Monthly Organic Rose Care Calendar – Southern California
Although this Rose Care Calendar is specific to Southern California, the procedures and products may apply by adjusting the months in my calendar to your area starting when you prune.
- Prune roses.
- Plant bare root roses and/or transplant roses after pruning.
- Pull off all leaves and clean up all debris from around roses.
- Put down 2 Tbs of John & Bob’s Soil Optimizer around roses, scratch in lightly
- Put down 2 C Dr. Earth Rose Fertilizer (or other organic fertilizer) per plant, scratch in lightly
- Put down 2 C Biosol, scratch in lightly
- Dormant spray (See Below)
- Prune roses if not done in January-plant bare root roses, transplant roses after pruning.
- (Same as Jan if not done in January)
- Check new growth and sidebud if necessary. Continue sidebudding throughout the year as desired.
- Finger prune excess growth going to inside of bush.
- Wash off aphids (water blast) at first sign (best to do early morning).
- Start regular watering of plants if not enough rain to sustain.
- Mulch when soil warms up.
- Give roses humus or humic acid (found in compost or some organic products-read label).
- Make alfalfa tea (or some other tea or use an organic liquid fertilizer) when roses have 4-6 inches of new growth.
- Walk garden daily to check for pests and/or fungal disease.
- Fertilize with organic fertilizer (Dr. Earth), Biosol, and, if not done in January, John & Bob’s Soil Optimizer.
- Deadhead roses after initial bloom and continue throughout year.
- Apply Fish Emulsion (Dilute 1 Tbs. per gallon of water-feed 1 gallon to large roses and 1/2 gallon to small roses.
- Put down 2 C Dr. Earth Rose Fertilizer, scratch in lightly.
- Make sure roses have plenty of moisture in heat of summer.
- Toward the end of month, “summer prune” to promote good fall bloom. Prune 1/3 of bush.
- Put down John & Bob’s Soil Optimizer, Dr. Earth Rose Fertilizer, and Biosol; scratch in lightly.
- Give roses liquid food-(Alfalfa tea, Compost tea, Soil Soup, etc). (Optional)
- Feed roses 2 C Dr. Earth (last time in year), scratch in lightly.
- Stop deadheading, instead pull off old petals, leaving hips.
- Slow down on watering, but do not let roses dry out.
Dormant Spray: I no longer dormant spray. The reason for dormant spraying is to kill over wintering pests or disease. I no longer have a problem with that, therefore I do not feel a need to use dormant spray. When I did use it, I did not notice any appreciable results. In instances where you have a pest or disease problem you can use a lime-sulfur spray or a horticulture oil to control these problems after pruning.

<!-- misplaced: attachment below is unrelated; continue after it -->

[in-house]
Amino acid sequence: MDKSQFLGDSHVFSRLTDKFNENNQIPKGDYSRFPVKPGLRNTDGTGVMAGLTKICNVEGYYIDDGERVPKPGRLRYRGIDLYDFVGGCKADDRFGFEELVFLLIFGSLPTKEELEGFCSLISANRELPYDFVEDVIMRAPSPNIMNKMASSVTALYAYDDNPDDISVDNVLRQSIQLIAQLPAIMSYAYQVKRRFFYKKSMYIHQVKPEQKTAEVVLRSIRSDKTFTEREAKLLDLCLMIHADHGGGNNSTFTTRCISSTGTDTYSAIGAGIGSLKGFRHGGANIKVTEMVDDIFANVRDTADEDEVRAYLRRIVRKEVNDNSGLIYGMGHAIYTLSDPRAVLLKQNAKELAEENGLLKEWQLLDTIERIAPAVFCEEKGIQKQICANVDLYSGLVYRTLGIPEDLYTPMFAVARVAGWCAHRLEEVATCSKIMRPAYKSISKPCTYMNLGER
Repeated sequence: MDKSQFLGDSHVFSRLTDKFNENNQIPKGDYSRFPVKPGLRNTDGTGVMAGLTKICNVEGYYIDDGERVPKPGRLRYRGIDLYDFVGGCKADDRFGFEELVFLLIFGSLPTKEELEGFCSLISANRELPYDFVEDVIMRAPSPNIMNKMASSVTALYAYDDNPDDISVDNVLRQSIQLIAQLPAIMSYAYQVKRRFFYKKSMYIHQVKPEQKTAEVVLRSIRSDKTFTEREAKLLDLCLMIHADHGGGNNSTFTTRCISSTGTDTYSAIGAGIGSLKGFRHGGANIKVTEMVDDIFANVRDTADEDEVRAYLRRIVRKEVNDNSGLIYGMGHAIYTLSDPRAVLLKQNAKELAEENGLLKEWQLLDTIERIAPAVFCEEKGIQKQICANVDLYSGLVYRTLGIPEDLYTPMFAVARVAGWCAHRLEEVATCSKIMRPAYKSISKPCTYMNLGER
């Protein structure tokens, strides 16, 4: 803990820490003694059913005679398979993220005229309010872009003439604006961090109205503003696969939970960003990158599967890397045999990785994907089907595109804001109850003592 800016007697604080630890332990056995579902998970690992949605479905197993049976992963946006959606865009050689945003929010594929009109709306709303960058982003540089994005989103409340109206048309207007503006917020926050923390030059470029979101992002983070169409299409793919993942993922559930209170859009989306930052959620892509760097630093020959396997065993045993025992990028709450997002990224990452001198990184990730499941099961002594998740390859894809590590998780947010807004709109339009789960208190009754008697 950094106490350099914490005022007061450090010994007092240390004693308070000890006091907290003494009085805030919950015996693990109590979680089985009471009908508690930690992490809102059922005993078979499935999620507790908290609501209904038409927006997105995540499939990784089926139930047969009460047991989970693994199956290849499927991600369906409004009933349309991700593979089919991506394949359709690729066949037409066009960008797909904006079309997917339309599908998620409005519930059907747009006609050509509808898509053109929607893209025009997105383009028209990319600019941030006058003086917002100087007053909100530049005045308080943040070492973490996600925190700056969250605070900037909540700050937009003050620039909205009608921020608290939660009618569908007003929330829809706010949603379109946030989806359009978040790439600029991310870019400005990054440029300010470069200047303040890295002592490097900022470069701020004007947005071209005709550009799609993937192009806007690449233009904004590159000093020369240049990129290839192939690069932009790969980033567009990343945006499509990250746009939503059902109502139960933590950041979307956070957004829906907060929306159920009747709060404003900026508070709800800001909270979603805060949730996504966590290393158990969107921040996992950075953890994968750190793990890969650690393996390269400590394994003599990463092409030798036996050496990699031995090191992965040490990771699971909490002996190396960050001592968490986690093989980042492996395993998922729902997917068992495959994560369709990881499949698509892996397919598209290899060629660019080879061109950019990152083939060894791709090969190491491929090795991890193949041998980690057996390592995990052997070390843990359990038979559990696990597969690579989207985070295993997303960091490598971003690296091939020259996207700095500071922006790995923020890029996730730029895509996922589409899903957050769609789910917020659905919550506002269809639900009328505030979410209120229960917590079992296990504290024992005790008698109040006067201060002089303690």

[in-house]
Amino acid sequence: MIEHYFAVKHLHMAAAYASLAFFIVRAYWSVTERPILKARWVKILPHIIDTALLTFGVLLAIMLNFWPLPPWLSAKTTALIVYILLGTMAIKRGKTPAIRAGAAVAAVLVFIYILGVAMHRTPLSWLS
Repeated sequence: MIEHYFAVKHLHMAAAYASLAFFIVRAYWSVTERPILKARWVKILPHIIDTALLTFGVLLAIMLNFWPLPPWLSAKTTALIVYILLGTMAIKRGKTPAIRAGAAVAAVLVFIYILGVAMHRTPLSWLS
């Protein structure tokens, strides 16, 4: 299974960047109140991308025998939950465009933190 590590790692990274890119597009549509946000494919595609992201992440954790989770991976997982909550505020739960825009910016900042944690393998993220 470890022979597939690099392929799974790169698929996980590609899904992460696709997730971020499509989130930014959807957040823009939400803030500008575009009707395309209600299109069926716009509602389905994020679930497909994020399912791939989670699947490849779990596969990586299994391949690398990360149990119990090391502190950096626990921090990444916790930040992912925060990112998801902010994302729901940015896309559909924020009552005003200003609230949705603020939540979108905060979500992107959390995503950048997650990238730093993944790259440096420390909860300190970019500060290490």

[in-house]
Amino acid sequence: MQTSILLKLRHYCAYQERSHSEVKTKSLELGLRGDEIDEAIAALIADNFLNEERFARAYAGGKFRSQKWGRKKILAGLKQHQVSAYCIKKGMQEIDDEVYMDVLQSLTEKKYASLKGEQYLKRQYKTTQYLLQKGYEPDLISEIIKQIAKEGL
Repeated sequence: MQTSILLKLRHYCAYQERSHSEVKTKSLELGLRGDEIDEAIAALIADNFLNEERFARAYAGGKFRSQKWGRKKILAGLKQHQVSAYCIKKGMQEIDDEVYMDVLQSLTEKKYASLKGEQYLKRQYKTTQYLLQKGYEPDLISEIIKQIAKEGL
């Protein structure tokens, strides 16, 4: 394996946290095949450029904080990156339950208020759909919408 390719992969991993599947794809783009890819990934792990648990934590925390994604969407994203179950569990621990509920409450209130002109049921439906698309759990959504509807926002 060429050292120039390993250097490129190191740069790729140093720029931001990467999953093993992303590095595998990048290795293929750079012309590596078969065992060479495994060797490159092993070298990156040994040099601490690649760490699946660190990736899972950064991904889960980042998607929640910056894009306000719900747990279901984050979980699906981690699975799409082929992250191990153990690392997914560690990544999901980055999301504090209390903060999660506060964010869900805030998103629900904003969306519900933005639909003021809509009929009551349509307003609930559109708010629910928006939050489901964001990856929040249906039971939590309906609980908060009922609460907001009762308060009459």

Make sure roses are well hydrated before spraying or feeding. Water 8-24 hrs before applying. Mulch as soon as weather warms up to help conserve moisture and keep down weeds. Use mulch that will help build your soil. Also foliar applications of seaweed, soil soup or compost tea help keep disease and pests under control and improve foliage. Apply worm castings anytime. (I use it twice a year-after pruning and in Aug/Sept.) Make sure a regular watering cycle is implemented once new growth starts in spring. Water around rain. Do not let new growth dry out or it will burn. In heat of summer, increase watering to keep roses hydrated. Deadhead flowers throughout spring and summer to promote new blooms. Make proper cuts using sharp bypass pruners.
The products that I mention here are readily available in Southern California, but may not be in your area. Most of these products are available for mail order from their websites (listed below). There are probably several organic products in your area, that may do the same or even have similar ingredients for your use, and may give the same results. Be sure and check the ingredients on the package. Read and follow directions on packages of fertilizers and other products. Organic fertilizers do not burn so can be applied when you like. Do not use systemic fertilizers (pesticide and fungicide all in one).
When feeding or spraying, it is best to observe safety procedures and not breath in even organic products. A simple dust mask will help keep it out of your lungs.
Check out these websites for information on the products mentioned in my calendar and for other good gardening ideas.
Make in a 32 gallon trash can. Place 6 one-pound coffee cans of alfalfa meal in the trash can. Add enough water to fill the can. Cover and let it set for 24-48 hours. (Maybe even longer to get it more concentrated, but stir often). When the alfalfa tea is ready, you may optionally add other ingredients such as 2 cups of fish emulsion, or, if you wish, a water-soluble organic fertilizer added according to the manufacturer’s directions. Mix well. Give each large rose bush one gallon. For each mini-rose, give 1/2 gallon diluted to half strength.